Sarah takes on a big learning challenge
As you’ll know from recent posts here and on Facebook and Instagram, I’ve been thinking a lot about learning recently. So I was more than impressed when I met Heydayer Sarah, 63, and heard about the huge learning challenge she’s recently completed.
“I’m really interested in the whole area of reducing crime and victimisation. I’m a solicitor by training, but I’d done a non-law degree, and worked in broadcast television production for the BBC and ITV for a long time, before becoming Director of Development at a charity for older people.
I felt it would be good to put my brain to the test
I’d always had it in my mind to do a masters, and I thought it would be enjoyable to do the Crime Science degree at the Jill Dando Institute at University College. I’d never done anything vaguely scientific and I felt it would be good to put my brain to the test.
I was working at the charity when I started the degree but I quickly realised it was more than a part-time commitment if I was going to do it in a year, so I changed to the part-time course which took three years instead. It involved lectures, and exams, which were terrifying, and I had to learn statistics which I’d never done. I got a lot of help with that part of the course from one of my sons who was very patient with me!
Everybody on the course was younger than me
Everybody on the course was younger than me, but there were plenty of mature students, in their 30s, 40s and 50s, so I didn’t completely stand out!
The degree started with a foundation course about the basics of Crime Science - how it works, how it’s inter-disciplinary, how it looks at the wide variety of ways of reducing crime - through engineering, design and using psychology to understand why people commit crime. Crime Science is different from criminology in that it’s not about what makes people criminals, it assumes that everyone has the potential to behave in a criminal way and what you’ve got to do is make it easier for people to function within the law and make crime more difficult to commit.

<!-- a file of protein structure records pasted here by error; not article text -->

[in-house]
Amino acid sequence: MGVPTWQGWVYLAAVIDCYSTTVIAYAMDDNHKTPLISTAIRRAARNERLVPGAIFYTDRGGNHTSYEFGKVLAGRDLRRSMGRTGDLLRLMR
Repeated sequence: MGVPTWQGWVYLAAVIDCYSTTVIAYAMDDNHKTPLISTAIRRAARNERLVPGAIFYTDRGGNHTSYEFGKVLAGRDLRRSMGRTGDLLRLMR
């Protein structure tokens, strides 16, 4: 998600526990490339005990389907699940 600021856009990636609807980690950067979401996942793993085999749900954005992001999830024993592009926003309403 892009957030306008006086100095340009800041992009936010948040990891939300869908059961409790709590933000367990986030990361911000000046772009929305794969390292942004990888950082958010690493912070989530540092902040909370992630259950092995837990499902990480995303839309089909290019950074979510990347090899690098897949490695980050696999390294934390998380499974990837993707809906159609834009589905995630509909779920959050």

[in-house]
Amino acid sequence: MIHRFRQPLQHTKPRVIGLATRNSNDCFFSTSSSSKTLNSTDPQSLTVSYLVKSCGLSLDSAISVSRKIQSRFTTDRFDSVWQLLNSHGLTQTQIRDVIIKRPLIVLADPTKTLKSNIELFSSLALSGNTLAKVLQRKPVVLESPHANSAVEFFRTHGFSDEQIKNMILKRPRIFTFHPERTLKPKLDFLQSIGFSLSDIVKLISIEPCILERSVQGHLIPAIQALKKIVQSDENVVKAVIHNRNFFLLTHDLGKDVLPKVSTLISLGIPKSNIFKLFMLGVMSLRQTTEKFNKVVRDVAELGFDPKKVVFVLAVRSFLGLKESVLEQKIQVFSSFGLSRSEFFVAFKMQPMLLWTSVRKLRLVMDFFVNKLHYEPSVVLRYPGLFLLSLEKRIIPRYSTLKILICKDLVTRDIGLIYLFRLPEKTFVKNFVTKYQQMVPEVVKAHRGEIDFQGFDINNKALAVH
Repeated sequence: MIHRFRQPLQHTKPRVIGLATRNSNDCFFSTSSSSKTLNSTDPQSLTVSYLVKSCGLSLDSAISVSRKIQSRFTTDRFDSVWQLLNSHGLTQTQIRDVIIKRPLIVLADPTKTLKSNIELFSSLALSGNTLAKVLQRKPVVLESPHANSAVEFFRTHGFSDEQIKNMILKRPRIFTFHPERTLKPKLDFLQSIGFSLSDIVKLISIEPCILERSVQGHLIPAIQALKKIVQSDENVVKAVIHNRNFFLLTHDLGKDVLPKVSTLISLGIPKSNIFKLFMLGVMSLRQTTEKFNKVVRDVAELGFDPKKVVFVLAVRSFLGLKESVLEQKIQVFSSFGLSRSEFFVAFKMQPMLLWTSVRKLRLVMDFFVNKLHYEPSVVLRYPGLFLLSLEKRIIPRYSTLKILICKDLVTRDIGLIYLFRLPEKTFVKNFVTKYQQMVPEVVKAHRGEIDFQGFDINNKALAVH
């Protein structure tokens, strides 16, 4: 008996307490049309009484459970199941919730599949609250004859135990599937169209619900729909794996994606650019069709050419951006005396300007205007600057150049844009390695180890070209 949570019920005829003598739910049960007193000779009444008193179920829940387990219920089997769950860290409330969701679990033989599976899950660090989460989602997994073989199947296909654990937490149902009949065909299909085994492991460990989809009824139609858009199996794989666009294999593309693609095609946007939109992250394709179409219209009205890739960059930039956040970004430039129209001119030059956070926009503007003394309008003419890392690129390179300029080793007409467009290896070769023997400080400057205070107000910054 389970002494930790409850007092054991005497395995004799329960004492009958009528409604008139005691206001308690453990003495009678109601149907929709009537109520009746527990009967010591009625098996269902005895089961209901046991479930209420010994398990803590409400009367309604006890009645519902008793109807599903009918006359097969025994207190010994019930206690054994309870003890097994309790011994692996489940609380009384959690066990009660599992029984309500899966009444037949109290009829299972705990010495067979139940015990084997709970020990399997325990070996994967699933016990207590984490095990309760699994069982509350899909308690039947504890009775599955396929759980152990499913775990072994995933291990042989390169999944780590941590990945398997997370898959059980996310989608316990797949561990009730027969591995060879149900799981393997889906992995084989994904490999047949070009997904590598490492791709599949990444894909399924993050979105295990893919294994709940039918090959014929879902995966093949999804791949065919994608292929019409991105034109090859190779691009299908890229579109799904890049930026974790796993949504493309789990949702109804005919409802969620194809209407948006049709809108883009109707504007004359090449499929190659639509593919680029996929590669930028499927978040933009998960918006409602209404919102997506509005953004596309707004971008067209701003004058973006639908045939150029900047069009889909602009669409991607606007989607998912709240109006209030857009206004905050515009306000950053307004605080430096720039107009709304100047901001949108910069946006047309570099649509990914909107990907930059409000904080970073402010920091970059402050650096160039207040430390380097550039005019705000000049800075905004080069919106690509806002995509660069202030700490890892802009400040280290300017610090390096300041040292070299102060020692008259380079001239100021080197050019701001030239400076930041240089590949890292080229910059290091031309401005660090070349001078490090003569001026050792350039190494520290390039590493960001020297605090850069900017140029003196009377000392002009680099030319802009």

Doing exams was definitely more scary this time round
I found the first year quite difficult. Just getting my head round what I needed to do, and I had to sit an exam, which was challenging. I’d always quite liked the whole process of exams but it was definitely much more scary this time round. And I did exactly what I’d always told my children not to do, I turned over the paper and thought ‘I’ve got to put down everything that I know!’ I did pass, which I was really relieved about.
My third year involved a dissertation which was a piece of self-motivated research which counts for a third of the overall degree. My subject was why victims and witnesses don’t report the hate crime they experience, and it involved designing an online survey which around 900 people completed. I probably enjoyed that part the most, but it was a bit lonely and because I’ve always worked in teams with other people. It’s quite interesting to have to be self-motivated and to really make oneself do the work.
My sister said, “mum and dad would have been so proud”
I got my results last week and I got a distinction, so I’m very happy about that. Now I’m going to do an executive summary and then hopefully do some workshops based around the outcomes, because it was an area of original research that I don’t think has been done by anyone else, so the findings may be useful to the people and groups who helped me, and I want to give something back to them.
When I got my results my sister said “mum and dad would have been so proud of you” (our parents are both dead), and I replied “I don’t think so”. I think my dad would have been pleased, but my mother would have said “what on earth did you do that for? What are you going to do with it?”
My husband commented that I could have done a PhD in the time it took me to get the Masters, but I’m really glad I did it and relieved it’s over. And I’m definitely not going to do a PhD!”
Have you done any formal mature learning? I’m currently doing a useful and interesting on-line course on getting the most out of Instagram. It’s a long way from masters level, but I’m really enjoying it.
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